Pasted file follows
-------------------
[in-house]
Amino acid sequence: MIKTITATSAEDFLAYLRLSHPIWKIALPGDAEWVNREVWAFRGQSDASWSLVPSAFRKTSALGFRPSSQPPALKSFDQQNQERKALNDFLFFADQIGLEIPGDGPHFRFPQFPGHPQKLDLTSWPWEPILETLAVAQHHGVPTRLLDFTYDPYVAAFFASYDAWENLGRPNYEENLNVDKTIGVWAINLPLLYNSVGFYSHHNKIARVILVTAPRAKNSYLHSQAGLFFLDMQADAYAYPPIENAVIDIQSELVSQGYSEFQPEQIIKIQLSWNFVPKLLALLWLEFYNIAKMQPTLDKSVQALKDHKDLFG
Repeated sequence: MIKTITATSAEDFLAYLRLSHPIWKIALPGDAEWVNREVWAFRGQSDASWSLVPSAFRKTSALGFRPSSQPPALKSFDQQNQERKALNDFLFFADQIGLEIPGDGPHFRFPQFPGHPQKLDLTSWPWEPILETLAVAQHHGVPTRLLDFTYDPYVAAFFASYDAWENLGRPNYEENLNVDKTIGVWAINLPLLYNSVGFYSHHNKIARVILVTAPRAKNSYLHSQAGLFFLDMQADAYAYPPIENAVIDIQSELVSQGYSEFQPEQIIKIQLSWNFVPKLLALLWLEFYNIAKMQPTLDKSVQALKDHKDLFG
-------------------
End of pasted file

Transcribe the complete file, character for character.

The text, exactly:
[in-house]
Amino acid sequence: MIKTITATSAEDFLAYLRLSHPIWKIALPGDAEWVNREVWAFRGQSDASWSLVPSAFRKTSALGFRPSSQPPALKSFDQQNQERKALNDFLFFADQIGLEIPGDGPHFRFPQFPGHPQKLDLTSWPWEPILETLAVAQHHGVPTRLLDFTYDPYVAAFFASYDAWENLGRPNYEENLNVDKTIGVWAINLPLLYNSVGFYSHHNKIARVILVTAPRAKNSYLHSQAGLFFLDMQADAYAYPPIENAVIDIQSELVSQGYSEFQPEQIIKIQLSWNFVPKLLALLWLEFYNIAKMQPTLDKSVQALKDHKDLFG
Repeated sequence: MIKTITATSAEDFLAYLRLSHPIWKIALPGDAEWVNREVWAFRGQSDASWSLVPSAFRKTSALGFRPSSQPPALKSFDQQNQERKALNDFLFFADQIGLEIPGDGPHFRFPQFPGHPQKLDLTSWPWEPILETLAVAQHHGVPTRLLDFTYDPYVAAFFASYDAWENLGRPNYEENLNVDKTIGVWAINLPLLYNSVGFYSHHNKIARVILVTAPRAKNSYLHSQAGLFFLDMQADAYAYPPIENAVIDIQSELVSQGYSEFQPEQIIKIQLSWNFVPKLLALLWLEFYNIAKMQPTLDKSVQALKDHKDLFG